- Death Benefits: If you have lost a family member as a result of a work-related injury or illness, you may be entitled to compensation for end-of-life expenses, such as funeral costs and lost financial support. The amount of your monetary award hinges on several factors, such as your relationship to the deceased and your level of financial dependence. These benefits center on lost revenue streams for surviving family members, and do not account for the personal devastation of grief, suffering and lost companionship.
Workers’ Comp in Maryland, Virginia & Washington, D.C.
Virginia, Maryland, and the DC area have a separate set of laws regarding workers’ compensation claims. The laws of each state differ on the duration and amount of permanent and temporary disability benefits, the kinds of accidents and injuries which are covered, the statute of limitations for filing a claim and who gets to choose the medical provider. The hearing and appeal procedures in each jurisdiction are also different for claims that involve a dispute with the employer or its insurance company.
If you’ve been hurt on the job, you will likely be quickly contacted by the workers' compensation insurance company of your employer. Insurers act swiftly to try to get as much information on record as they can before you have a chance to speak with an attorney. This can be detrimental to your case.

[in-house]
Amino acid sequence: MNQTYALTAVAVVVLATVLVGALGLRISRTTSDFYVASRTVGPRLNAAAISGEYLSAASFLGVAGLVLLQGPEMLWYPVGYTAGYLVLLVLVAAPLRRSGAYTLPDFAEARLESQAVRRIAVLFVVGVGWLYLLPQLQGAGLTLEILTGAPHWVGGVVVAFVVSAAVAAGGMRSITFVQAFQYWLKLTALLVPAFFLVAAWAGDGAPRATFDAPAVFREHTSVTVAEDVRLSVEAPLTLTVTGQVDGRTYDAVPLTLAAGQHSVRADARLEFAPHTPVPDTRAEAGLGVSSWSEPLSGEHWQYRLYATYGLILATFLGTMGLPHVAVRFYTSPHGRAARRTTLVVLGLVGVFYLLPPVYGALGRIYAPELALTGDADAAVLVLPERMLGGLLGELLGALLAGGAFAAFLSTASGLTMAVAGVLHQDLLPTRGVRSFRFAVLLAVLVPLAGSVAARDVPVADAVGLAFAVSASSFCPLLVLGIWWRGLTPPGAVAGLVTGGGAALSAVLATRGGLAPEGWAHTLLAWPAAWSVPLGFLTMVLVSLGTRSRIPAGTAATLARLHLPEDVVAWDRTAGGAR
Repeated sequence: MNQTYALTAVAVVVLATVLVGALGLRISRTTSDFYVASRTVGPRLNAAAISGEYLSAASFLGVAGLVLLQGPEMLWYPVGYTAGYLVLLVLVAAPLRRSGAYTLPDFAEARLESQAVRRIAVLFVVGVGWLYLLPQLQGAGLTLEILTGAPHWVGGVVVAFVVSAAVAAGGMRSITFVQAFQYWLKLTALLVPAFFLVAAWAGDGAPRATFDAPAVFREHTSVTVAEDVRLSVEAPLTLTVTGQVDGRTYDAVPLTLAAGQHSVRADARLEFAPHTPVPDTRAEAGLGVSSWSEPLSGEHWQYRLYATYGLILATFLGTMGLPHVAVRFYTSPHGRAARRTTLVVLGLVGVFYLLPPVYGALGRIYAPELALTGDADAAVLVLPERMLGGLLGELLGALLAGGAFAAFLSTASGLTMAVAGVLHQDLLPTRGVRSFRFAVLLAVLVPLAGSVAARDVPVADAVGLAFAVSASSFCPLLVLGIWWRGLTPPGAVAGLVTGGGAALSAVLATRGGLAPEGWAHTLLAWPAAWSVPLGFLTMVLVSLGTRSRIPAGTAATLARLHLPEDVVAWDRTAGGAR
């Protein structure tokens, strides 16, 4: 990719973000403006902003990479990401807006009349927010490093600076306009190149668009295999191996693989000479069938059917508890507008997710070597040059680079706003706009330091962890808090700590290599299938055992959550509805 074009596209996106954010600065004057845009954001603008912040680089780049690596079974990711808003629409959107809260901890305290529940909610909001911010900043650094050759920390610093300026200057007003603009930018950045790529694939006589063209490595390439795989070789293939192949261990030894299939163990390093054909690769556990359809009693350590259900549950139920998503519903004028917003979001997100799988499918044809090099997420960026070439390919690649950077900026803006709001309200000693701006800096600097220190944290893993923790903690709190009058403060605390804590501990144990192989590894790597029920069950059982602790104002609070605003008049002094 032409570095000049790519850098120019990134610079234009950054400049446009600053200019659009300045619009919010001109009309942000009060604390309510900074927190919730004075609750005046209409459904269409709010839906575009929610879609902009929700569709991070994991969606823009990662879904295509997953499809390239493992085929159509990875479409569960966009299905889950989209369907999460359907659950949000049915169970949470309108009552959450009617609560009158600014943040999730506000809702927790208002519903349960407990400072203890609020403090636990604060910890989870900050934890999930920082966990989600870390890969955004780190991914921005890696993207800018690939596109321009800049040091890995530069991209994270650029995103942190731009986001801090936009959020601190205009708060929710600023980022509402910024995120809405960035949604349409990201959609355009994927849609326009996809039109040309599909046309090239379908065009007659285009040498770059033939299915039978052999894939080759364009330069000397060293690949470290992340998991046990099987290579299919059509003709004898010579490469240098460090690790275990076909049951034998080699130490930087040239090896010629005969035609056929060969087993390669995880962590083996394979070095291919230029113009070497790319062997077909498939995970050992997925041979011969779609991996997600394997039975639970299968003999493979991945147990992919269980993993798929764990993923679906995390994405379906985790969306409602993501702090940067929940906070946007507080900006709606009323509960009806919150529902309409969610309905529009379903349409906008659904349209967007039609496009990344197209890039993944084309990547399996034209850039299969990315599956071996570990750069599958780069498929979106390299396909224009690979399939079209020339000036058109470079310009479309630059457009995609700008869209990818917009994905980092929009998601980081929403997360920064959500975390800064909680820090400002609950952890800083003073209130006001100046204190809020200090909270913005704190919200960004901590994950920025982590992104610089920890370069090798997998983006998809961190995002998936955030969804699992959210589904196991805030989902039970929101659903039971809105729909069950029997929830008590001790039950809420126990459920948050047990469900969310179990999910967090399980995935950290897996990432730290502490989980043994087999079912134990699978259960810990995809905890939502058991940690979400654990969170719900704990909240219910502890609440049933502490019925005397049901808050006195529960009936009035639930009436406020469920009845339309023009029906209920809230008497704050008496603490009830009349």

An insurance company may try to obtain a recorded description of:
- How the accident occurred
- The types of injury or illness sustained
- How and when the accident was reported to your employer
- What information you have shared with co-workers and others about your accident
All of these items can have a tremendous impact on the success of your claim. It is crucial that you consult with an experienced and knowledgeable lawyer before you go on record with the insurance company. Since the statute of limitations varies by state, it is also important to contact an attorney as soon as possible.
Qualifying for Workers’ Compensation in Maryland
In Maryland, only an employee who has suffered from an occupational disease or accidental injury arising on the job or during the course of employment may qualify for workers’ compensation benefits. For example: an employee who is struck by a falling object in a construction accident. The statute of limitations for a workers’ comp claim in Maryland is two years. You must ensure that your employer is properly notified of your claim and that your claim is filed with the Maryland Workers’ compensation Commission within that time.
In some cases, even when a worker has notified their employer of an accident, the employer fails to file an injury report in a timely manner. It is your responsibility to make sure it is done on time.
Qualifying for Workers’ Compensation in Virginia
If you’ve been harmed in a work-related injury or illness in Virginia, state law requires you to notify your employer in writing immediately, or as soon as possible after the injury. This notification should include:
- Your name
- Your address
- The location of the accident and injury
- The time of the accident and injury
- The nature of the accident and injury
- The cause of the accident and injury
This notice must be filed with the Virginia Workers’ Compensation Commission within two years of the accident.